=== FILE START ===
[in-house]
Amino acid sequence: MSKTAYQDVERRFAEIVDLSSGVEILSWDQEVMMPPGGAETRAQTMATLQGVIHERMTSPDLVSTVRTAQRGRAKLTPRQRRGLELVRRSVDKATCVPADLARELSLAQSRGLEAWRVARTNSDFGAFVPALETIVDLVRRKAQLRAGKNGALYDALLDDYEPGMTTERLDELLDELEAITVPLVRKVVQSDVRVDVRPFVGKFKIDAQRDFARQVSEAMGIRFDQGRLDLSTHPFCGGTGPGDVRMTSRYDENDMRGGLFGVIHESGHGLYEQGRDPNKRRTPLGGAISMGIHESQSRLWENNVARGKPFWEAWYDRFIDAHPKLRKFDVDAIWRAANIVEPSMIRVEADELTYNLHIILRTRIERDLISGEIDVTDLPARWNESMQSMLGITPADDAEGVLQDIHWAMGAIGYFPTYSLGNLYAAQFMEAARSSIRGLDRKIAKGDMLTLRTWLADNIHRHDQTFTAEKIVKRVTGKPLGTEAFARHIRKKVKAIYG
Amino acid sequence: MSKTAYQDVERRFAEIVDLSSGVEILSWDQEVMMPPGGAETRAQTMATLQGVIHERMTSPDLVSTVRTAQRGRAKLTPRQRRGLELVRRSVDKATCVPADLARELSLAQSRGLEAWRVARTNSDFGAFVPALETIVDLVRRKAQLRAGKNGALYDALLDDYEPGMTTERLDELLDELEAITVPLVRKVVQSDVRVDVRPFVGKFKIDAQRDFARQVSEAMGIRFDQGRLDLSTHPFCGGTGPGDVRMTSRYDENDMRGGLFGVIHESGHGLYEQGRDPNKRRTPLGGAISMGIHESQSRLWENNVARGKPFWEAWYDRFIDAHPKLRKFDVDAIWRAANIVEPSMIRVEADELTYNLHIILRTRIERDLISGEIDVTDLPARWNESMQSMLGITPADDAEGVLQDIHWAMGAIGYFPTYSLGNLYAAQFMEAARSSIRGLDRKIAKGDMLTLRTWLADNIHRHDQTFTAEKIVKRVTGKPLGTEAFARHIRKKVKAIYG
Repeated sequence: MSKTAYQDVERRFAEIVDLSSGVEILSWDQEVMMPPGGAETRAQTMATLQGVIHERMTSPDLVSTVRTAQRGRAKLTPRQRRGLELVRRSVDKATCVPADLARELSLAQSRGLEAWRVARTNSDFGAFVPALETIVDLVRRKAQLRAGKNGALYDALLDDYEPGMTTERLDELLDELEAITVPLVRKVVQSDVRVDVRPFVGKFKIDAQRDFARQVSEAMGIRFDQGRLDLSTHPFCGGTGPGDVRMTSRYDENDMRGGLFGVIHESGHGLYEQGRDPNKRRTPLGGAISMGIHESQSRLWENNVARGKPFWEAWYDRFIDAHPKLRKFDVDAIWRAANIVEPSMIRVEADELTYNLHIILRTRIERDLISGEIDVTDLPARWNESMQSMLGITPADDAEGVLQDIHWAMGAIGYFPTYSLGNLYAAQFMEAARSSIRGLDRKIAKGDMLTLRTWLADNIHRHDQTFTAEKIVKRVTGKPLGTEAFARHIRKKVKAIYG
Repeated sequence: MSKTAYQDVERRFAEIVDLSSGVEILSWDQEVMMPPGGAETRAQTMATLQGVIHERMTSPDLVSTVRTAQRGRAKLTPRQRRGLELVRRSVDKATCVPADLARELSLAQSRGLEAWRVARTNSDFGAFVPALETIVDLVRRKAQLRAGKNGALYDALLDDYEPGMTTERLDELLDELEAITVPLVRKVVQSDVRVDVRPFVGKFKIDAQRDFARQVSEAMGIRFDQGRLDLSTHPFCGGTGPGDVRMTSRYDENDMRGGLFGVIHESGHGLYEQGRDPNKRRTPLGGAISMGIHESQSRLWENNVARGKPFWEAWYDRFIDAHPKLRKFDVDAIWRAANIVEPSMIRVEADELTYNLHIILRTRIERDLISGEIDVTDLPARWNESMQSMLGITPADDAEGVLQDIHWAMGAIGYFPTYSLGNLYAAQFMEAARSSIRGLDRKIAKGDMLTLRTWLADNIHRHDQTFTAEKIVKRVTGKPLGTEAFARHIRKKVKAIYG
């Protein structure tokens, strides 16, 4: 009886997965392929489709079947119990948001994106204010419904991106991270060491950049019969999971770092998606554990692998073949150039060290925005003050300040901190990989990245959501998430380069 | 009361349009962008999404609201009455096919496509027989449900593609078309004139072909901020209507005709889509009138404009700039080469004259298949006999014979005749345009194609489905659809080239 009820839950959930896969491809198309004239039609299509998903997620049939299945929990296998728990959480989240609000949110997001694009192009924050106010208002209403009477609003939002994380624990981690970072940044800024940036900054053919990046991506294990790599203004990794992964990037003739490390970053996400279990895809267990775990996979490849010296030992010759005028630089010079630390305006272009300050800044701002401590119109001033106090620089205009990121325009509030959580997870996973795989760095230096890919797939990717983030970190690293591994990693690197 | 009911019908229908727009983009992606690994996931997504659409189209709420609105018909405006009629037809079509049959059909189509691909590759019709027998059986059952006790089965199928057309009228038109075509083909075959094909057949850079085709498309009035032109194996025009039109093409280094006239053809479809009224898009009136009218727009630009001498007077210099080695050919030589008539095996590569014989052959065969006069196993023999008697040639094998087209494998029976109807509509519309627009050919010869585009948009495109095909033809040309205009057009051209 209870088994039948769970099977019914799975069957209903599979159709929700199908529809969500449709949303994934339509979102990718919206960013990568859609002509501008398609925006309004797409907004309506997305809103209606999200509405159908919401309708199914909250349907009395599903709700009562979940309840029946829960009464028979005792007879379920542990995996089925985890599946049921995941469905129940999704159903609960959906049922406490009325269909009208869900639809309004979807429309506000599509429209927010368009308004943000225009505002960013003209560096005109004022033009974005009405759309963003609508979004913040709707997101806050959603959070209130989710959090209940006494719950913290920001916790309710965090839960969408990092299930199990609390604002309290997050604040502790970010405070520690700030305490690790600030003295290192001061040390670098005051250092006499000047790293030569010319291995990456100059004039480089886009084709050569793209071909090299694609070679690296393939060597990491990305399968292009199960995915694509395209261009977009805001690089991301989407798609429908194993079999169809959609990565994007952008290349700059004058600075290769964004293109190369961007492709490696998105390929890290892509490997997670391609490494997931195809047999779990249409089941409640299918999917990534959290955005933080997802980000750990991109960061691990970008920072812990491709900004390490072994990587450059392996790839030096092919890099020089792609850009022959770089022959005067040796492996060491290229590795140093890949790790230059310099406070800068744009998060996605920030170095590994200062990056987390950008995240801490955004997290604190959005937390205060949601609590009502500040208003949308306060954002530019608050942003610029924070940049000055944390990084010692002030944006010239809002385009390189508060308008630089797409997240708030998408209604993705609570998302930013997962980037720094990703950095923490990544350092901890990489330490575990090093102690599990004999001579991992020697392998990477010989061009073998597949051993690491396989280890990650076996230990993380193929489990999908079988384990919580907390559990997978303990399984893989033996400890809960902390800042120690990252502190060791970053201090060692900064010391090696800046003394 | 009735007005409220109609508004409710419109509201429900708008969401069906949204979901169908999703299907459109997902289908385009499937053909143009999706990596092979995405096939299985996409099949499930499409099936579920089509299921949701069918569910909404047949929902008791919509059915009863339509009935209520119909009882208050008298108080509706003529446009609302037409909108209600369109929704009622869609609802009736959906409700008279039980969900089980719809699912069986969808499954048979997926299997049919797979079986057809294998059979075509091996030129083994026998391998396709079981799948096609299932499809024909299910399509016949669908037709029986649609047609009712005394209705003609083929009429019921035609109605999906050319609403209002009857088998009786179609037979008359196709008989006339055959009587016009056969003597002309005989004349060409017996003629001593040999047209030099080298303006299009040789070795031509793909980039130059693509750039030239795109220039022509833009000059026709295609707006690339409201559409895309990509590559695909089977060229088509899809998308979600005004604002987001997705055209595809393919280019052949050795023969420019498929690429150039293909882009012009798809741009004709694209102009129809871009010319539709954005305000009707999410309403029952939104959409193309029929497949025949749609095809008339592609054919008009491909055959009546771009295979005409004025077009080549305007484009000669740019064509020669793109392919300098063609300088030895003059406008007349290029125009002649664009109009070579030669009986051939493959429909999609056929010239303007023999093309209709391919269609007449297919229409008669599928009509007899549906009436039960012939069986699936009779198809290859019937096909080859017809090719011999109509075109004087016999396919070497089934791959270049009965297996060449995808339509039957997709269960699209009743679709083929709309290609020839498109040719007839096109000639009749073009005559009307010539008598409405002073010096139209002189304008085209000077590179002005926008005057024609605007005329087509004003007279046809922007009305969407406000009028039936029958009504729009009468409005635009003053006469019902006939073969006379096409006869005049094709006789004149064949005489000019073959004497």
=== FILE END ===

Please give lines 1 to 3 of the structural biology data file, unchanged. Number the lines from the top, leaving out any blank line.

[in-house]
Amino acid sequence: MSKTAYQDVERRFAEIVDLSSGVEILSWDQEVMMPPGGAETRAQTMATLQGVIHERMTSPDLVSTVRTAQRGRAKLTPRQRRGLELVRRSVDKATCVPADLARELSLAQSRGLEAWRVARTNSDFGAFVPALETIVDLVRRKAQLRAGKNGALYDALLDDYEPGMTTERLDELLDELEAITVPLVRKVVQSDVRVDVRPFVGKFKIDAQRDFARQVSEAMGIRFDQGRLDLSTHPFCGGTGPGDVRMTSRYDENDMRGGLFGVIHESGHGLYEQGRDPNKRRTPLGGAISMGIHESQSRLWENNVARGKPFWEAWYDRFIDAHPKLRKFDVDAIWRAANIVEPSMIRVEADELTYNLHIILRTRIERDLISGEIDVTDLPARWNESMQSMLGITPADDAEGVLQDIHWAMGAIGYFPTYSLGNLYAAQFMEAARSSIRGLDRKIAKGDMLTLRTWLADNIHRHDQTFTAEKIVKRVTGKPLGTEAFARHIRKKVKAIYG
Amino acid sequence: MSKTAYQDVERRFAEIVDLSSGVEILSWDQEVMMPPGGAETRAQTMATLQGVIHERMTSPDLVSTVRTAQRGRAKLTPRQRRGLELVRRSVDKATCVPADLARELSLAQSRGLEAWRVARTNSDFGAFVPALETIVDLVRRKAQLRAGKNGALYDALLDDYEPGMTTERLDELLDELEAITVPLVRKVVQSDVRVDVRPFVGKFKIDAQRDFARQVSEAMGIRFDQGRLDLSTHPFCGGTGPGDVRMTSRYDENDMRGGLFGVIHESGHGLYEQGRDPNKRRTPLGGAISMGIHESQSRLWENNVARGKPFWEAWYDRFIDAHPKLRKFDVDAIWRAANIVEPSMIRVEADELTYNLHIILRTRIERDLISGEIDVTDLPARWNESMQSMLGITPADDAEGVLQDIHWAMGAIGYFPTYSLGNLYAAQFMEAARSSIRGLDRKIAKGDMLTLRTWLADNIHRHDQTFTAEKIVKRVTGKPLGTEAFARHIRKKVKAIYG